A broken heart may result from a wide range of experience. Martin Luther King, Jr. spoke of a broken heart as a fact and a part of life. The Poe and Brotherton families experience heartbreak when their homes are completely destroyed in the Battle of Chickamauga. In history class, the teacher speaks of events on a macroscopic scale, explaining the major events of history: cause and effect. However, on this trip, we begin to view the American Civil War on a much more personal level. We see that the loyalties of American citizens weren’t just North and South, Union and Confederate, black and white. Poe joins the Confederacy because the Union encroached on his land; he deserts less than a year later. This ambiguous nature was in fact prevalent in the minds of the people. Also, we find what drives men to lay down their lives in battle: hope. Hope leads men to abandon their families to join the army. Hope leads African-Americans to protest their status as inferior to whites. We saw this in the story of Martin Luther King, Jr., as well as in the 54th Massachusetts Colored Infantry, reenacted at the Old Charleston Prison. We begin to understand the mindset of those involved in the fight for equal rights.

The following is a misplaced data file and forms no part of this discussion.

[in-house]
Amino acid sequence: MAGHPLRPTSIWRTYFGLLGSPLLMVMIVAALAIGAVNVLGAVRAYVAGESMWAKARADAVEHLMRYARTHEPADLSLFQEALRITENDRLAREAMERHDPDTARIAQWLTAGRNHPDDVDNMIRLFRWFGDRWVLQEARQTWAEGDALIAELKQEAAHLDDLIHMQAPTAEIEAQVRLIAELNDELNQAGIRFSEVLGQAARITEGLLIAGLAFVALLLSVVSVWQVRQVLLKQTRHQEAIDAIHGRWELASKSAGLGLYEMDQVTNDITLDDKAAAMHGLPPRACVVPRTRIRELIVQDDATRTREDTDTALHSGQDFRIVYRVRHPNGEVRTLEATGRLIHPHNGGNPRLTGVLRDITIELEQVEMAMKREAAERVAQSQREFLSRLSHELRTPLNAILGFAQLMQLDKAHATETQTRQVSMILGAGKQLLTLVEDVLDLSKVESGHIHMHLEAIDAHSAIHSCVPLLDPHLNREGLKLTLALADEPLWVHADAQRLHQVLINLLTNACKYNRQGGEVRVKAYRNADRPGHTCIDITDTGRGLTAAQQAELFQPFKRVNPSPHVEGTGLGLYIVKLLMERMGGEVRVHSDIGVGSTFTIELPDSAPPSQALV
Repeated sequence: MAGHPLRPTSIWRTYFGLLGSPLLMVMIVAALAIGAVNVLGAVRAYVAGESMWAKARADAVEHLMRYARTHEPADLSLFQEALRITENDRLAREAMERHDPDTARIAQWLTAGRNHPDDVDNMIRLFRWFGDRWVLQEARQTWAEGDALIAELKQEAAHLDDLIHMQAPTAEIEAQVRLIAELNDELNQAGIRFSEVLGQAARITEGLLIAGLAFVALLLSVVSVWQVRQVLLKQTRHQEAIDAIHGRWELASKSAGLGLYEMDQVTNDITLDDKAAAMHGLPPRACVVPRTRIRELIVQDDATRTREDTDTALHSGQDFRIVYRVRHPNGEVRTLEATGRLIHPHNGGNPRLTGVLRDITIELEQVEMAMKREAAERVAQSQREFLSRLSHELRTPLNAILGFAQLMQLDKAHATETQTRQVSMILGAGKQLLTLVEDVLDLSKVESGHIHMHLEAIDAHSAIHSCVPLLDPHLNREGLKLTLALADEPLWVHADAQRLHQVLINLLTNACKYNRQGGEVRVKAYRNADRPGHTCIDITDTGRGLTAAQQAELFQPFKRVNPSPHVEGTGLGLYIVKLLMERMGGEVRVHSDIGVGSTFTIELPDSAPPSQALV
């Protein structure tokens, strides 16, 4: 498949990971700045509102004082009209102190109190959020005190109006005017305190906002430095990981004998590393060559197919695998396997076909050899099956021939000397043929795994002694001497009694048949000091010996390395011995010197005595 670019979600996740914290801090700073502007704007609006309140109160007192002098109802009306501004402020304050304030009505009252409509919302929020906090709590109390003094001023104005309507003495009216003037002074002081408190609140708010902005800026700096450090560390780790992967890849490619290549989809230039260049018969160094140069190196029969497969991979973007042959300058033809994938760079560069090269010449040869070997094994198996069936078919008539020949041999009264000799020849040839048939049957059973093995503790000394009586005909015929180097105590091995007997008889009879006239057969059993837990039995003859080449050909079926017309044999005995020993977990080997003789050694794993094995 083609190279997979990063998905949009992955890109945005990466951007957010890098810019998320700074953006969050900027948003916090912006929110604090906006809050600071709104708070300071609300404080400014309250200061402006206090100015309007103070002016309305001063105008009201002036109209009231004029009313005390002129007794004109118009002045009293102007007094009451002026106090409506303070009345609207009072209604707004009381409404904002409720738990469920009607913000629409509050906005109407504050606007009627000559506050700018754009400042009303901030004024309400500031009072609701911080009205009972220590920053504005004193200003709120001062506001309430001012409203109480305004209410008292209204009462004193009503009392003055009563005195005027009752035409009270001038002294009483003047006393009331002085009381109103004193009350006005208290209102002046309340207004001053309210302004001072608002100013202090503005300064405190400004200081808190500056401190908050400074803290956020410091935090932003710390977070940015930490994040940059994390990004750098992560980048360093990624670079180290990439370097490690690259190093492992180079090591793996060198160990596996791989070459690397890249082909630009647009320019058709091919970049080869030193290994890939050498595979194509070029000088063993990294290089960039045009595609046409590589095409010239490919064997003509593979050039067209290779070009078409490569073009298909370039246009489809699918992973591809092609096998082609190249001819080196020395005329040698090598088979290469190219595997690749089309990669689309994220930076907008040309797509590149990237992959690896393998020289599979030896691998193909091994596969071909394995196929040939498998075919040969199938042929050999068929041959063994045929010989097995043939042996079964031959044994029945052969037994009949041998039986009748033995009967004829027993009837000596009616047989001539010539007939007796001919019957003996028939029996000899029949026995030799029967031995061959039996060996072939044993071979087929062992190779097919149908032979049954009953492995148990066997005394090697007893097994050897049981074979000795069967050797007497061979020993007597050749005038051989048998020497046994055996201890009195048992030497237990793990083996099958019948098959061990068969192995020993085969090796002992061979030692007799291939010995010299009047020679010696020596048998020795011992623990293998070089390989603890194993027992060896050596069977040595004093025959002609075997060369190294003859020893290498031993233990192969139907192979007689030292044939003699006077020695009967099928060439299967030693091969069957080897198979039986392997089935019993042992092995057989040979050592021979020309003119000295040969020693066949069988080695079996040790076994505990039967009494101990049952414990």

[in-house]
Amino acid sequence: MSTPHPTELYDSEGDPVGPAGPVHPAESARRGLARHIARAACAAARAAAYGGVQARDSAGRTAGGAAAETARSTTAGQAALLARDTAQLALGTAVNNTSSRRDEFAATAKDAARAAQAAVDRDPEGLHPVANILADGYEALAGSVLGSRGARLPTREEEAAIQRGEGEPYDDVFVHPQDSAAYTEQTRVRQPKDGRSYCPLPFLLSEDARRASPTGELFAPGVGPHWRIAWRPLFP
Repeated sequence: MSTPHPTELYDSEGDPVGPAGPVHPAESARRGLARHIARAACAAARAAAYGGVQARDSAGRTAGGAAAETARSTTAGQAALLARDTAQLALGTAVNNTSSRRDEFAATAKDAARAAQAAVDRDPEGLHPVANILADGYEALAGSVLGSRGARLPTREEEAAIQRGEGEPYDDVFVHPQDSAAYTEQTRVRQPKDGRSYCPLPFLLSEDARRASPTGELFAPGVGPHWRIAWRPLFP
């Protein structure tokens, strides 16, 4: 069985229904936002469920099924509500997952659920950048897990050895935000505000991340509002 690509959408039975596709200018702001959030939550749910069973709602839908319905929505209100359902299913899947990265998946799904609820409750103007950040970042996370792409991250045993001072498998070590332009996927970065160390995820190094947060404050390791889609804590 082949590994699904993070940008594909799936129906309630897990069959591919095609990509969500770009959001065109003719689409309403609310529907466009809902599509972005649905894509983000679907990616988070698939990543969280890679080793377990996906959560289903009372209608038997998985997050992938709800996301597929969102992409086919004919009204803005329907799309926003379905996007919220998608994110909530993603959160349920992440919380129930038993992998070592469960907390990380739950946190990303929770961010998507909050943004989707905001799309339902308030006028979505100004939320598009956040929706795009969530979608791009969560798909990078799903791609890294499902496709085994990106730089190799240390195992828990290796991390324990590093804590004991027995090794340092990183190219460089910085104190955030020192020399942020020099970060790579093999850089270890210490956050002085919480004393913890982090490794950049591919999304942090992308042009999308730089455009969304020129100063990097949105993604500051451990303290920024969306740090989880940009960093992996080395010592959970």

-Jacob Webb

On to Fort Sumter with Joe McGill